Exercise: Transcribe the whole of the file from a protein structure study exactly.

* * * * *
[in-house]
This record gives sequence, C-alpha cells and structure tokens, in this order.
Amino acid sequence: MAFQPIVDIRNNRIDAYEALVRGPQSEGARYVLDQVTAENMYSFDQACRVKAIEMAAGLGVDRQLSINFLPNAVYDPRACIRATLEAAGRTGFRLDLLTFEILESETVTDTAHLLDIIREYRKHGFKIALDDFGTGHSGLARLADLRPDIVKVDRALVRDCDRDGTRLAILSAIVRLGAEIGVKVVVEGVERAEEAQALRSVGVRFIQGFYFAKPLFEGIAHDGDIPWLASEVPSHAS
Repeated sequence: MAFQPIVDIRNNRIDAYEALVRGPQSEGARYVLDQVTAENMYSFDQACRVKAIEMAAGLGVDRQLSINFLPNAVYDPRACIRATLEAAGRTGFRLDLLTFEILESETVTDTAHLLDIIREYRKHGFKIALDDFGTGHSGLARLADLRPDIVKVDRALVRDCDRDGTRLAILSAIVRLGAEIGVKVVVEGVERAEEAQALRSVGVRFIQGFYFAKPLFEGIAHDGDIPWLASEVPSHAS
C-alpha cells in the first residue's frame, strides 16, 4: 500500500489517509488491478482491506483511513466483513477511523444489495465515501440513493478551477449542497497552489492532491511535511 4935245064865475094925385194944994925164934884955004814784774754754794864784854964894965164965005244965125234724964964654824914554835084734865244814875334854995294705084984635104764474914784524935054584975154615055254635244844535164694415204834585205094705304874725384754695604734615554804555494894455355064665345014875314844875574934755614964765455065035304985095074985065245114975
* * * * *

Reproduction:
[in-house]
This record gives sequence, C-alpha cells and structure tokens, in this order.
Amino acid sequence: MAFQPIVDIRNNRIDAYEALVRGPQSEGARYVLDQVTAENMYSFDQACRVKAIEMAAGLGVDRQLSINFLPNAVYDPRACIRATLEAAGRTGFRLDLLTFEILESETVTDTAHLLDIIREYRKHGFKIALDDFGTGHSGLARLADLRPDIVKVDRALVRDCDRDGTRLAILSAIVRLGAEIGVKVVVEGVERAEEAQALRSVGVRFIQGFYFAKPLFEGIAHDGDIPWLASEVPSHAS
Repeated sequence: MAFQPIVDIRNNRIDAYEALVRGPQSEGARYVLDQVTAENMYSFDQACRVKAIEMAAGLGVDRQLSINFLPNAVYDPRACIRATLEAAGRTGFRLDLLTFEILESETVTDTAHLLDIIREYRKHGFKIALDDFGTGHSGLARLADLRPDIVKVDRALVRDCDRDGTRLAILSAIVRLGAEIGVKVVVEGVERAEEAQALRSVGVRFIQGFYFAKPLFEGIAHDGDIPWLASEVPSHAS
C-alpha cells in the first residue's frame, strides 16, 4: 500500500489517509488491478482491506483511513466483513477511523444489495465515501440513493478551477449542497497552489492532491511535511 4935245064865475094925385194944994925164934884955004814784774754754794864784854964894965164965005244965125234724964964654824914554835084734865244814875334854995294705084984635104764474914784524935054584975154615055254635244844535164694415204834585205094705304874725384754695604734615554804555494894455355064665345014875314844875574934755614964765455065035304985095074985065245114975